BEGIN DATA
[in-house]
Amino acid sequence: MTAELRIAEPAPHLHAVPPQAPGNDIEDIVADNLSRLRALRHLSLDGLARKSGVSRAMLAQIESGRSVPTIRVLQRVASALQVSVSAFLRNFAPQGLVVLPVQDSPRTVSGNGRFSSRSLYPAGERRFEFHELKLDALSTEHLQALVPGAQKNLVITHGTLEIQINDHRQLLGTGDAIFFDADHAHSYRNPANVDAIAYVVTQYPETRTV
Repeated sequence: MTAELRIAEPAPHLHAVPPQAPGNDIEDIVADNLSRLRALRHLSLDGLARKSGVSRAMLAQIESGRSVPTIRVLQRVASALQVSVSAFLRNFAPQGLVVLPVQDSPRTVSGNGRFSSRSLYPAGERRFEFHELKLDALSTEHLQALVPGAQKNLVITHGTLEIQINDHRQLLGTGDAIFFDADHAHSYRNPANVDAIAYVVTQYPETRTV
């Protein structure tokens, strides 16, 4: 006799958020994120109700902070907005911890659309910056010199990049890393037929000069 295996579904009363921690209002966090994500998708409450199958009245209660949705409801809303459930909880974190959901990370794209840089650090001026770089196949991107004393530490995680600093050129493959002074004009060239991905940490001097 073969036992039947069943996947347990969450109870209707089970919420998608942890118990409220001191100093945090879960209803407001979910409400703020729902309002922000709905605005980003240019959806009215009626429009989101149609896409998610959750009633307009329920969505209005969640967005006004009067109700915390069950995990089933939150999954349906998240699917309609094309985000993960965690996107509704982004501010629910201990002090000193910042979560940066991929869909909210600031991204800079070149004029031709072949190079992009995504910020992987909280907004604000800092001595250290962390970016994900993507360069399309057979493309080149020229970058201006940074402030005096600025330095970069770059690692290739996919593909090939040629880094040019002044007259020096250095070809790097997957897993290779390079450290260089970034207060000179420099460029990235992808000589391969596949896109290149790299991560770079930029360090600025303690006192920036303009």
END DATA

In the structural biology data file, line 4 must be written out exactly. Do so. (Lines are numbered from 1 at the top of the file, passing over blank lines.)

């Protein structure tokens, strides 16, 4: 006799958020994120109700902070907005911890659309910056010199990049890393037929000069 295996579904009363921690209002966090994500998708409450199958009245209660949705409801809303459930909880974190959901990370794209840089650090001026770089196949991107004393530490995680600093050129493959002074004009060239991905940490001097 073969036992039947069943996947347990969450109870209707089970919420998608942890118990409220001191100093945090879960209803407001979910409400703020729902309002922000709905605005980003240019959806009215009626429009989101149609896409998610959750009633307009329920969505209005969640967005006004009067109700915390069950995990089933939150999954349906998240699917309609094309985000993960965690996107509704982004501010629910201990002090000193910042979560940066991929869909909210600031991204800079070149004029031709072949190079992009995504910020992987909280907004604000800092001595250290962390970016994900993507360069399309057979493309080149020229970058201006940074402030005096600025330095970069770059690692290739996919593909090939040629880094040019002044007259020096250095070809790097997957897993290779390079450290260089970034207060000179420099460029990235992808000589391969596949896109290149790299991560770079930029360090600025303690006192920036303009």